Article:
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1. First of all calculate the present value of the coupon stream

PV = $100/(1+.12)1 + $100/(1+.12)2 + $100/(1+.12)3 + $100/(1+.12)4 + $100/(1+.12)5 + $100/(1+.12)6 + $100/(1+.12)7 + $100/(1+.12)8 + $100/(1+.12)9+ $100/(1+.12)10

Or, we can find the PV of an annuityPVA = $100 * {[1-(1+.12)-10]/.12} (PVIFA12%,10 years = 5.650)

PV = $565.02

2. Find the PV of the face valuePV = CFt / (1+r)t

PV = $1000/ (1+.12)10 (PVIF 12%, 10 years = 0.3219)

PV = $321.97

3. Add the two values to get the total PVTherefore, the price of bond today is $565.02 + $321.97 = $886.99

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If you purchased a bond for $800 5-years ago and sold the bond today for $1200. The bond paid an annual 10% coupon. What is the realized rate of return?

n

PV = S [CFt / (1+r)t] t=0

$800 = [$100/(1+r) + $100/(1+r)2 + $100/(1+r)3 + $100/(1+r)4 + $100/(1+r)5] + [$1200/(1+r)5]

To solve, you need to use a “trail and error” approach.

The realized rate of return on this bond is 19.3%.

931.8276 (15%) & 781.3143 (20%)

Realized rate of return

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Example

The following timeline illustrates a typical bond’s cash flows:

0 1 2 3 4 5

100 100 100 100 1001,000

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The value of the bond is simply the present value of the annuity-type cash flow and the lump sum:

V Pmtk

k

FV

kB

d

N

d d

N

1 11

1

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Assume that you are interested in purchasing a bond with 5 years to maturity and a 10% coupon rate. If your required return is 12%, what is the highest price that you would be willing to pay?

0 1 2 3 4 5

100 100 100 100 1001,000

VB

100

1 11 012

012

1 000

1 012927 90

5

5

.

.

,

..

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Interest rate risk factsBond prices are sensitive to the market

interest rate

If interest rates rise, the market value of bonds fall in order to compete with newly issued bonds with higher coupon rates.

Sensitivity to the interest rate change become more severe for longer term bonds

Percentage change (rise) in price is not symmetric with percentage decline.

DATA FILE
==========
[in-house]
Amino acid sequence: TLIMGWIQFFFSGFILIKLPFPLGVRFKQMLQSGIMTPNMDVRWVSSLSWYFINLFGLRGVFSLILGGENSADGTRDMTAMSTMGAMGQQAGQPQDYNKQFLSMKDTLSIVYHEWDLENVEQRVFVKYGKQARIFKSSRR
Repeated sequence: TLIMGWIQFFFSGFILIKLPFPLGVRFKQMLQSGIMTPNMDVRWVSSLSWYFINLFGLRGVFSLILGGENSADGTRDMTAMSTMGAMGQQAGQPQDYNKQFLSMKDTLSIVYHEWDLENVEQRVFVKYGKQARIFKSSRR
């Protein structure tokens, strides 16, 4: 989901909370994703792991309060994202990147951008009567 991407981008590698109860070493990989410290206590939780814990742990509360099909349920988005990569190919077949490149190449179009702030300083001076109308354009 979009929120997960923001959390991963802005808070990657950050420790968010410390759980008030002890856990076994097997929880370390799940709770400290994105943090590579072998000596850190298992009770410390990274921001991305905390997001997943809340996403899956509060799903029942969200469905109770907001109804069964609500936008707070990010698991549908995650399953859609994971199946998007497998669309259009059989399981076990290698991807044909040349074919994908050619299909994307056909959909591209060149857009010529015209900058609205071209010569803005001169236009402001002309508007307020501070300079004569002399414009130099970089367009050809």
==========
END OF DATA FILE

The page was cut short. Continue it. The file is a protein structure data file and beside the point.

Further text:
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Some Notes About Bond Valuation

The value of a bond depends on several factors such as time to maturity, coupon rate, and required return

We can note several facts about the relationship between bond prices and these variables (ceteris paribus):

o Higher required returns lead to lower bond prices, and vice-versa

o Higher coupon rates lead to higher bond prices, and vice versa

o Longer terms to maturity lead to lower bond prices, and vice-versa

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THANK YOU

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Common stock represents an ownership interest in a corporation, but to the typical investor, a share of common stock is simply a piece of paper characterized by two features

◦ It entitles its owner to dividends, but only if the company has earnings out of which dividend can be paid, and only if the management chooses to pay dividends rather than retaining and reinvesting all the earnings.

◦ Stock can be sold at some future data, hopefully at a price greater than the purchase price. If the stock is actually sold at a price above its purchase price, the investor will receive a capital gain.

Stock price Volatile, rapidly changes Price swings are even larger for smaller companies For large companies, it is relatively stable

Common stock & Stock price

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Common Stock Valuation

Just like with bonds, the first step in valuing common stocks is to determine the cash flows

For a stock, there are two: Dividend payments The future selling price

Again, find the present values of these cash flows and adding them together will give us the value

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Terms used in stock valuationsD0 : Most recent dividend, which has already been paid CertainDt : Dividend the stockholder expects to receive at the end of year t UncertainD1 : First dividend expected, and will be paid at the end of this year UncertainD2 : The dividend expected at the end of second year UncertainP0 : Actual market price of stock CertainPˆt : Expected price of stock at the end of year t ("P hat t") Uncertain

Pˆ0 :

The intrinsic or theoretical value of the stock today as seen by the particular investor doing the analysis. It could differ among investors depending on how optimistic they are regarding the company

Uncertain

g :Expected growth rate in dividends as predicted by a investor. Different investors may use different g's to evaluate a firm's stock.

Uncertain

ks :Minimum acceptable, or required rate of return, on the stock, considering both its riskiness and the return available on other investments.

Certain

kˆs :Expected rate of return which an investor who buys the stock expects to receive. It could be above or below ks, but one would buy the stock only if kˆs is equal or greater than ks.

Uncertain

k¯s : Actual, or realized, after the fact rate of return, pronounced "k bar s." Certain

D1/P0 : Expected dividend yield on the stock during the coming year. Uncertain(Pˆt –P0)/P0 The expected capital gain yield on the stock during year t Uncertain

The expected total return = exp.div. yield + exp. Capital gain yield

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Common Stock Valuation: An Example

Assume that you are considering the purchase of a stock which will pay dividends of $2 next year, and $2.16 the following year. After receiving the second dividend, you plan on selling the stock for $33.33. What is the intrinsic value of this stock if your required return is 15%?